1975
1975 - live

The 1975 – Corn Exchange, Edinburgh (17th November 2015) – LIVE REVIEW

This The 1975 article was written by Kelly Crichton, a GIGsoup contributor. Edited by Natalie Whitehouse.

On the approach to the venue you would be excused for thinking you were wading through the remnants of festival. Drunken, sodden, stragglers were surrounded by old quilts, broken umbrellas and camping chairs, hats, gloves, bottles and rubbish. Hard-line The 1975 fans would appear to have shed their accoutrement in haste having been in situ for some time. Chants of “Matty, Matty, Matty fucking Healy” abound.

The screaming is deafening as the band take to the stage amidst four pillars adorned with screens, a large backdrop screen plus a complementary lighting rig. They kick off with ‘Love Me’, the current single (which could easily be mistaken for an old Duran Duran track). Healy really does look as if he is asking each and every person in the crowd to ‘love me’.

Following up with ‘Heart Out’, the first appearance of the saxophone comes towards the end of the track, and it will be a prominent feature of the evening. The new visual stage show starts coming into its own with ‘Settle Down’, the pillars of light appearing to fade between 2D and 3D. Healy’s physical presence dominates the stage, his flowing mop of curls becomes like a fifth member of the band. Guitarist Adam Hann is the only other member of the band to get really physical, but not until later in the show.

Healy’s first utterances are a safety plea for everyone to take two steps back. The stage explodes into a world of static and glitter thanks to the screens for ‘So Far’. For ‘The City’ they almost look like a different band for this track, just rocking out more, less staid.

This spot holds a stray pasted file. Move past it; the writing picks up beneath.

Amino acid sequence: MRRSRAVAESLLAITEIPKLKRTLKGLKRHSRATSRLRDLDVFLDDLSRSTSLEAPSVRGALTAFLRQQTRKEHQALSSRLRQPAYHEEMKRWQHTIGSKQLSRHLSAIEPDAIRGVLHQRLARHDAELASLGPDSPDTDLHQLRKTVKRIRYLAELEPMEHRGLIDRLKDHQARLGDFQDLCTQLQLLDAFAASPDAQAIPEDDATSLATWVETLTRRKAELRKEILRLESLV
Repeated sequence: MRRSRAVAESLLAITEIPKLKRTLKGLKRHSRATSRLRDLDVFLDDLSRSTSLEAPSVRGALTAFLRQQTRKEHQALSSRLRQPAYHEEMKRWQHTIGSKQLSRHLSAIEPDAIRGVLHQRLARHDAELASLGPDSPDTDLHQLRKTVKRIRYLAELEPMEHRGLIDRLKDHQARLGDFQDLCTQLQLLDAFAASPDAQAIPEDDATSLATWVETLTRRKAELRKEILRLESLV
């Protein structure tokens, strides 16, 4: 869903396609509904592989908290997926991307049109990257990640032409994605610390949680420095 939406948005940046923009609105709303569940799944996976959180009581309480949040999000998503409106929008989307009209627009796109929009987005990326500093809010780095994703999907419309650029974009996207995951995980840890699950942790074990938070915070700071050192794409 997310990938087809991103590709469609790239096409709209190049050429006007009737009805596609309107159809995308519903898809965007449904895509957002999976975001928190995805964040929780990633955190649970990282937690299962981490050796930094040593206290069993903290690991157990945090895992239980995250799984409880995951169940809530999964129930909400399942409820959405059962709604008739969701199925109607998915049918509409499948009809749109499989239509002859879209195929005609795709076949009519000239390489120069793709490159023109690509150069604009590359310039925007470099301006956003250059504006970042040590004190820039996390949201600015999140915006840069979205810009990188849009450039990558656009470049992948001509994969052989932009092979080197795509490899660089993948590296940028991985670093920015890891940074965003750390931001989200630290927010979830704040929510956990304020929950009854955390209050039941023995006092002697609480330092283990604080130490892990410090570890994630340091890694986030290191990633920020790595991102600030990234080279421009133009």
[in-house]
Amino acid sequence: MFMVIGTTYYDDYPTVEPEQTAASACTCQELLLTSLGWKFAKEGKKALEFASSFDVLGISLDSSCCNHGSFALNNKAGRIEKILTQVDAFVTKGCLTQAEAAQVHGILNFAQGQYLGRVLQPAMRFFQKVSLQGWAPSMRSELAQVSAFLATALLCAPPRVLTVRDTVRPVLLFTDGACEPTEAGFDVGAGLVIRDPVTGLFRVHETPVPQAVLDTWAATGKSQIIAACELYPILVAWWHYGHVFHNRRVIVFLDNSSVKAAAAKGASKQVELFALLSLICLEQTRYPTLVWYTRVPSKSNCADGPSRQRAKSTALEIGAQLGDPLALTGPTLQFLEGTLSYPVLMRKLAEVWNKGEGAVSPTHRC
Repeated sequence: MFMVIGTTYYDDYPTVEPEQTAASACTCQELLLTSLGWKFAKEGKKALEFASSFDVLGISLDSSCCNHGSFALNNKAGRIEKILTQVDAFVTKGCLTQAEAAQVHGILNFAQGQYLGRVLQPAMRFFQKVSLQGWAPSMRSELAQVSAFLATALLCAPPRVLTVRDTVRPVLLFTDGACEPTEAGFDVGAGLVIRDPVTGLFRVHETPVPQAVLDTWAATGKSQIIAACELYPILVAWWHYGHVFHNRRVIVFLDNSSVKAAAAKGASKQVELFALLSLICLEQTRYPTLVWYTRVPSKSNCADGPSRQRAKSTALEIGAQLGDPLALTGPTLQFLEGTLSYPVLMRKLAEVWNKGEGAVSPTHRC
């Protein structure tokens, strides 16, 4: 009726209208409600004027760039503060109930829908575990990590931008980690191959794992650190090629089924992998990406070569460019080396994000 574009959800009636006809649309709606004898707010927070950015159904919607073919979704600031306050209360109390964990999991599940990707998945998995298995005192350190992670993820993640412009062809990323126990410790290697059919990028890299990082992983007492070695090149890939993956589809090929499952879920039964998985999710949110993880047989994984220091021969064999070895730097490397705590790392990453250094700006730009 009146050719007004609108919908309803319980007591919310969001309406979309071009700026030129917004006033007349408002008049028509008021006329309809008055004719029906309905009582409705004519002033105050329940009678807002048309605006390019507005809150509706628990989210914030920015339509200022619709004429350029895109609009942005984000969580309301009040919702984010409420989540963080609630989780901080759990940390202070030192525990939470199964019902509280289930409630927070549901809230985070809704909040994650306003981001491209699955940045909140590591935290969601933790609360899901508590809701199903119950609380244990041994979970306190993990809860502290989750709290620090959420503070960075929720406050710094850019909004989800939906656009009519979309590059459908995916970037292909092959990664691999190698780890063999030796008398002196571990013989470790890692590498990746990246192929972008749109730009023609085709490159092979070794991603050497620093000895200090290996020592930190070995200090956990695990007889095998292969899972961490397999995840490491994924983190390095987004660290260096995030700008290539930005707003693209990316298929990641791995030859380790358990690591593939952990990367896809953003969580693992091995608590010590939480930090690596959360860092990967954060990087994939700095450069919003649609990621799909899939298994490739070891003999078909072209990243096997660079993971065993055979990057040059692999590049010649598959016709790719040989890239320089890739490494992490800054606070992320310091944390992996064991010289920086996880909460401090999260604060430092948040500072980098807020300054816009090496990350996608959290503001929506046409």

More tracks from their debut album ‘The 1975’ ensue. Healy tells the crowd they would love to play the new album in full but feels that would bore everyone. New track, ‘Change of Heart’ is the most minimal of songs with Healy salsa dancing around the stage, wine in hand, theatrical, arms outstretched. Healy finally seems to have enough of the expletive-laced chanting and tells the crowd to “shut up.” ‘She’s American,’ another new track, follows, with frenetic guitar and a continuing saxophone onslaught; it’s the bouncy 80s-vibe pop The 1975 do so well.

Healy issues a plea to “Put your fucking phones away. This song is about me.” ‘Me’, is a sombre affair with an introspective feel. Lyrics like “I was thinking about killing myself” put an ocean between it and their most popular tracks. Healy says Edinburgh has been his favourite gig so far, two weeks in to a 2-year-long world tour and that he’s not being sycophantic, no doubt his tongue is firmly lodged in his cheek.

The third new track ‘Somebody Else’, starts like many other The 1975 tracks, a slow burner that picks up and gets increasingly funky. The fourth ‘The Sound’ is an upbeat echo of their previous pop hits and a sure fire hit from the new album, ‘I Like It When You Sleep, for You Are So Beautiful Yet So Unaware of It’, due out in February.

For the encore a topless Healy and the rest of the fully clothed band are set against the backdrop of a night time cityscape. They play the remainder of their ‘hits’ amidst a frenzied crowd. Healy leads the crowd in a chorus of “Here we, here we, here we fucking go,” perhaps by way of apology for his lack of appreciation of the early chants.

Many bands who have only released one album struggle to deliver a 45 minute show of robust content. The 1975 have been called the hardest working band in the UK in the past two years. This show helps proves it.

The new album is said to have around 20 tracks on it. At 26 years old Healy is establishing himself as a flamboyant front man. Amidst some well-publicised scrapes he seems to be keeping himself afloat in the world that often concurs so many young musicians. Continuing to write and the support of the band appear to be key to this. It will be interesting to see how things go for a band who, judging by tonight’s performance and reception, could be bound for international stardom. As for achieving the critical acclaim they seek, I’m not yet sure that will follow suit.

1975